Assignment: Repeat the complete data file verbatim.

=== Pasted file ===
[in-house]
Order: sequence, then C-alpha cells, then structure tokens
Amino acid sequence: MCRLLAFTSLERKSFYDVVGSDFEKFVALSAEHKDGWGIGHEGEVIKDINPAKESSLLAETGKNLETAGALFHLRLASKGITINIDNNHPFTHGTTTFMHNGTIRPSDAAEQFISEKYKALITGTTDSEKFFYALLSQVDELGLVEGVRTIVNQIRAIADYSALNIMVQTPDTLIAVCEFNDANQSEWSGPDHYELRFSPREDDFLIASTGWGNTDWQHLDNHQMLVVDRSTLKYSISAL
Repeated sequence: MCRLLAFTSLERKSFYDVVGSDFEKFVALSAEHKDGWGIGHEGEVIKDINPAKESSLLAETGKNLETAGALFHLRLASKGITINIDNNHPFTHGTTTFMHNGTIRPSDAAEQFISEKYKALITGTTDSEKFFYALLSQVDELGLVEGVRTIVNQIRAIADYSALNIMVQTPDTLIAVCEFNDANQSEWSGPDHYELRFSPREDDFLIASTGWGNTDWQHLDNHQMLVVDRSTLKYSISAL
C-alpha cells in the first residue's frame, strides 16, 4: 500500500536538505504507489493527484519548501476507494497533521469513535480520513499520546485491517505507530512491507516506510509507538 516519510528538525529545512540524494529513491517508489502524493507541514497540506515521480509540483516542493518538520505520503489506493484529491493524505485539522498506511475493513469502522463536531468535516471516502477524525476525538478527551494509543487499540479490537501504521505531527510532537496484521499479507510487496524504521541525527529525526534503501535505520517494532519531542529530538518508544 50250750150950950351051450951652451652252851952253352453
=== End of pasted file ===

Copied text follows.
[in-house]
Order: sequence, then C-alpha cells, then structure tokens
Amino acid sequence: MCRLLAFTSLERKSFYDVVGSDFEKFVALSAEHKDGWGIGHEGEVIKDINPAKESSLLAETGKNLETAGALFHLRLASKGITINIDNNHPFTHGTTTFMHNGTIRPSDAAEQFISEKYKALITGTTDSEKFFYALLSQVDELGLVEGVRTIVNQIRAIADYSALNIMVQTPDTLIAVCEFNDANQSEWSGPDHYELRFSPREDDFLIASTGWGNTDWQHLDNHQMLVVDRSTLKYSISAL
Repeated sequence: MCRLLAFTSLERKSFYDVVGSDFEKFVALSAEHKDGWGIGHEGEVIKDINPAKESSLLAETGKNLETAGALFHLRLASKGITINIDNNHPFTHGTTTFMHNGTIRPSDAAEQFISEKYKALITGTTDSEKFFYALLSQVDELGLVEGVRTIVNQIRAIADYSALNIMVQTPDTLIAVCEFNDANQSEWSGPDHYELRFSPREDDFLIASTGWGNTDWQHLDNHQMLVVDRSTLKYSISAL
C-alpha cells in the first residue's frame, strides 16, 4: 500500500536538505504507489493527484519548501476507494497533521469513535480520513499520546485491517505507530512491507516506510509507538 516519510528538525529545512540524494529513491517508489502524493507541514497540506515521480509540483516542493518538520505520503489506493484529491493524505485539522498506511475493513469502522463536531468535516471516502477524525476525538478527551494509543487499540479490537501504521505531527510532537496484521499479507510487496524504521541525527529525526534503501535505520517494532519531542529530538518508544 50250750150950950351051450951652451652252851952253352453